|Reduced Tax rates||Investing in an SMSF has tax advantages that make superannuation a powerful wealth creation strategy. The concessional 15% tax rate applies to income of the fund.|
|Capital Gains Tax reductions||Realised capital gains on investments held for more than 12 months are taxed at an effective rate of 10%|
|Estate planning||SMSFs typically provide a better estate planning vehicle than large super funds. Good examples include the ability to provide pensions for minors and quicker turnaround in benefit payments.|
I have heard the set up and administering a SMSF can get expensive. How do the cost compare to fees and charges from the institutional funds?
The Age recently published a comparison which stated that the average fees (including management fees, hidden fees and charges) for super funds was just over $2300 per year for the average Australian. This is above the cost I spent last year on audit and accounting for my SMSF.
How long does it take to set up an SMSF?
Once your signed application is received, it generally takes around 3-5 days to establish a new fund.
There are 5 steps for your accountant to complete (with your input and direction when required) and 1 step for you to complete on your own.
Your accountant will educate and guide you on each step.
|1 .Obtain a Trust deed||Accountant||Set up of a company and trust. Once established your accountant will provide you with the trust Deed. The trust deed is a one page certificate containing relevant trust details.|
|2. Appoint a trustee||Accountant / you||You will appoint a trustee or trustees to the fund. The trustee is the person that controls the trust. The trustee must also be a member of the fund. The trustee is the person that controls the trust. The trustee can be either an individual or a trustee company; all members are required to be either a trustee or directors of the trustee company. Your accountant can discuss further details on trusts and trustees responsibilities if required.|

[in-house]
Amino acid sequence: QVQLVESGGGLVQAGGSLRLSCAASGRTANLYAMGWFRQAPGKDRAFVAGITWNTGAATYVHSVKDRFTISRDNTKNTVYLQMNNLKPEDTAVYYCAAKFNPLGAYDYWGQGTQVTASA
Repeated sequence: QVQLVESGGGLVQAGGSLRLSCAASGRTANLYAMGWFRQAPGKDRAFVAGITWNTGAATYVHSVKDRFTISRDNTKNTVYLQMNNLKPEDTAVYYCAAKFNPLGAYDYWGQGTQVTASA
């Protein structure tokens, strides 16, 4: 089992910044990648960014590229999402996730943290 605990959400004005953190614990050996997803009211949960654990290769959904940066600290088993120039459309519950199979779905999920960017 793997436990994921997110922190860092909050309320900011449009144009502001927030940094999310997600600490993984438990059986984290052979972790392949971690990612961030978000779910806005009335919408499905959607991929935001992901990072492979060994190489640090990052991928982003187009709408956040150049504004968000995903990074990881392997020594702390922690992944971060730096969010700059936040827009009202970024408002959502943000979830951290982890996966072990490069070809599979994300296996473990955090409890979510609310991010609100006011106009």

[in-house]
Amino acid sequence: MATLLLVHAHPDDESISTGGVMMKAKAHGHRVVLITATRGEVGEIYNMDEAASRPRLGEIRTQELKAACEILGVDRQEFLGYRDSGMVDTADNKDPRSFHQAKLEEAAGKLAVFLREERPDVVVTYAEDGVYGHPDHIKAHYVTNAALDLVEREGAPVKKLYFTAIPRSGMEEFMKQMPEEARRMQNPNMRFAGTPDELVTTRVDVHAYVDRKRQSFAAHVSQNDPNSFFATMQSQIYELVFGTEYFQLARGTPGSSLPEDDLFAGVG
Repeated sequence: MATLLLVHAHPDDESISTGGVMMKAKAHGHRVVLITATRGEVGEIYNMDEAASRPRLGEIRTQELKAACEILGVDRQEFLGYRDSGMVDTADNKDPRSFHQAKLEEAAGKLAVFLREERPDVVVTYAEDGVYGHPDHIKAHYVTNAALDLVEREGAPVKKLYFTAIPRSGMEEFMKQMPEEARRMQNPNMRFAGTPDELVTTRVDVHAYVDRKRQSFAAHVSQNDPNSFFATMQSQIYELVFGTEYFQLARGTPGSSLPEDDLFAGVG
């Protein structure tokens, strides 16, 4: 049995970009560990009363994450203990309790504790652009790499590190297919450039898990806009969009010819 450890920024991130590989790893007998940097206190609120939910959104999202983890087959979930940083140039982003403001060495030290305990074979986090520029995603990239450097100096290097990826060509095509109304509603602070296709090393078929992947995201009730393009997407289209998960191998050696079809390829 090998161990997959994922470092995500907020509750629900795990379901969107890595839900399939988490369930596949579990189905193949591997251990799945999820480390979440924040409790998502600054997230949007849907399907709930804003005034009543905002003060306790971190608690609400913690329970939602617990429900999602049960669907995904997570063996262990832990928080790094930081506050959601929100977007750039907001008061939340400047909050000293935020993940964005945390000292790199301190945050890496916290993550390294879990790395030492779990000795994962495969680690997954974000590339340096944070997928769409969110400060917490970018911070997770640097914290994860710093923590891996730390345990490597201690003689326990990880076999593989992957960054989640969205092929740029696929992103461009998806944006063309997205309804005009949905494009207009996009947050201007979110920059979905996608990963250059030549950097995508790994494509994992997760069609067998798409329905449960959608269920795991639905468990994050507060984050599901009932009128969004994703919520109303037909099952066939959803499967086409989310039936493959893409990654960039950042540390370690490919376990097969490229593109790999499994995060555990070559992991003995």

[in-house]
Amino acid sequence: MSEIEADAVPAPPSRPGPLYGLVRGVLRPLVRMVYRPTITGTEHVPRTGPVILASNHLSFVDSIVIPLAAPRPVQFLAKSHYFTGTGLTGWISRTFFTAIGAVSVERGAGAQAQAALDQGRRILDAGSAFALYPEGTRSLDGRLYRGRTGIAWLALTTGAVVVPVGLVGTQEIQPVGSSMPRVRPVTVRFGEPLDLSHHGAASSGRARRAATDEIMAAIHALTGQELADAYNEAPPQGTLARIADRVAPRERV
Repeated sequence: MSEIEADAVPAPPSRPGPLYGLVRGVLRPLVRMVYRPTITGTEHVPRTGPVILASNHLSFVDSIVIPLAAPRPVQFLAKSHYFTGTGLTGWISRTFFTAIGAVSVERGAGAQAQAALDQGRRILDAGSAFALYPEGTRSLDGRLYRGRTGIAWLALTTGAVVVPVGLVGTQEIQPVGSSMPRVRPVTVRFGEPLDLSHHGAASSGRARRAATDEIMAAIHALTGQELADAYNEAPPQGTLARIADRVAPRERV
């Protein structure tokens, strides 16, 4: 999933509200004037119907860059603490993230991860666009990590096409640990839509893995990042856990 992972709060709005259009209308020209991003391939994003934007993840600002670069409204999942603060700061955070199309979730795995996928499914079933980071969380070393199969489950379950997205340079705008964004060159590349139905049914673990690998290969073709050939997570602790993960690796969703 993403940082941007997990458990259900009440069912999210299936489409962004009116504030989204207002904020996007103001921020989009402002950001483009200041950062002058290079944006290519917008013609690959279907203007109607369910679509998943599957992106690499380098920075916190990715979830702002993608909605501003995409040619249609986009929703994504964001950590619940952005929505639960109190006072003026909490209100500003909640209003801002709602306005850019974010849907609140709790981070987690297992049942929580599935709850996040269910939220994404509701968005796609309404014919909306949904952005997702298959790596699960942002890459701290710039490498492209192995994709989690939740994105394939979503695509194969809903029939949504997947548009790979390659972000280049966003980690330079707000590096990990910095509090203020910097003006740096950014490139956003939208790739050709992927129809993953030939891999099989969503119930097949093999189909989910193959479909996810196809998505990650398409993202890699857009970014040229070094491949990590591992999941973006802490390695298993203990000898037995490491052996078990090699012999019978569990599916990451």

|3. Elect to become a regulated fund||Accountant||Elect that the trust becomes a regulated SMSF.|
|4. Obtain tax registrations from ATO||Accountant||Obtain the necessary taxation registrations from the Australian Tax Office|
|5. Establish an investment strategy for the fund||Accountant / you||This is a written plan for the fund. It is not a decision in relation to particular assets but the overall strategy of what the fund intends to achieve. Your accountant will ask you this when you are establishing a fund and could be as simple as, to invest in property or to invest in blue chip stocks.|
|6. Set up bank account for the Superfund||You||Once you have your trust deed you simply take this to the bank and ask to set up a bank account in the name of the new Superfund.|
How do I transfer my other superannuation benefits to my SMSF?
Contact your existing Superannuation Fund and request the forms to rollover your superannuation balance to your SMSF.